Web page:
MANSFIELD -- Mansfield High School softball coach Jay Harvill thought he was having sexually explicit conversations with a teen-age girl but was really exchanging instant messages with a law enforcement agent, according to an arrest warrant affidavit released Friday.
Harvill, 35, was arrested Thursday on a warrant obtained by Texas Attorney General Greg Abbott's Cyber Crimes unit. He faces a charge of online solicitation of a minor, a third-degree felony.
Harvill appeared in court Friday morning and was released from jail after posting $50,000 bail, according to jail records.
School administrators have placed Harvill on paid administrative leave. Harvill, who has been at the high school for nine years, coaches softball and volleyball and teaches world history and geography.
Abbott said in a statement that Harvill's arrest "is particularly troubling because it involves a high school teacher who is charged with using the Internet to prey on children."
After Harvill's arrest Thursday, a series of text messages was sent to friends, former players and parents, saying he was being investigated "based on a stupid, unintentional comment i typed online."
The attorney general's search warrant stated that Harvill sent sexually explicit instant messages in early July while in a chat room on Yahoo Messenger to a 14-year-old girl he knew as "Christi S."
The person on the other end, however, was Sgt. Ross Behrens, who was using a computer in Marble Falls.
According to the warrant, Harvill, posing as a 22-year old high school teacher from Katy, asked about the size of Christi S.'s breasts. He then said that if he was her teacher and was "willing to get fired," he would have sex with her.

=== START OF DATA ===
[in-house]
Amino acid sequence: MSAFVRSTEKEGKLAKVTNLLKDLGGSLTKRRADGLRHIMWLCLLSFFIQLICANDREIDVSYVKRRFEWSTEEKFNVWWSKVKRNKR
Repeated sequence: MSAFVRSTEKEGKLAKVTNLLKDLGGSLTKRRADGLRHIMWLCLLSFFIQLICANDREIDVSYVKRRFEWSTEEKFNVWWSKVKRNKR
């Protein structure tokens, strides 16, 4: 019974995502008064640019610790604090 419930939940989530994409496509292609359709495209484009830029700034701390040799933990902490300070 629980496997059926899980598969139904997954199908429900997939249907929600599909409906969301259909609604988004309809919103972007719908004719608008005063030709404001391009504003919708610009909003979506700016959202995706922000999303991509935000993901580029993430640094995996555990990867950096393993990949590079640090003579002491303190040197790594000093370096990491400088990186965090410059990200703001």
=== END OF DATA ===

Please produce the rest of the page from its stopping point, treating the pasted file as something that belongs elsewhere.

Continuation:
At another point, when "Christi S." tells Harvill that I "wish u were my teacher," Harvill replies, "schoolteacher or sex teacher?"
Harvill and Behrens then exchanged photographs, with Behrens sending a photo of a 14-year-old girl.
Based on the evidence, officers from the attorney general's office seized his home computers and digital media Aug. 18. His school computer has not been seized, district officials said. If convicted, Harvill could face a sentence of two to 10 years in prison and a fine up to $10,000, according to the attorney general's office.
Harvill did not return calls from the Mansfield News-Mirror. On Thursday, when the cellphone that sent the text messages was called, Harvill's wife, Charity, answered. She hung up without commenting.
Richie Escovedo, spokesman for the Mansfield school district, said that "there is no reason to believe that any district students were involved" and that Harvill is not allowed at any school in the district.
The State Board of Educator Certification Professional Discipline Unit says Harvill is under review.
Staff writer Nathaniel Jones contributed to this report.
Amanda Rogers and Brian Hernalsteen, 817-473-4451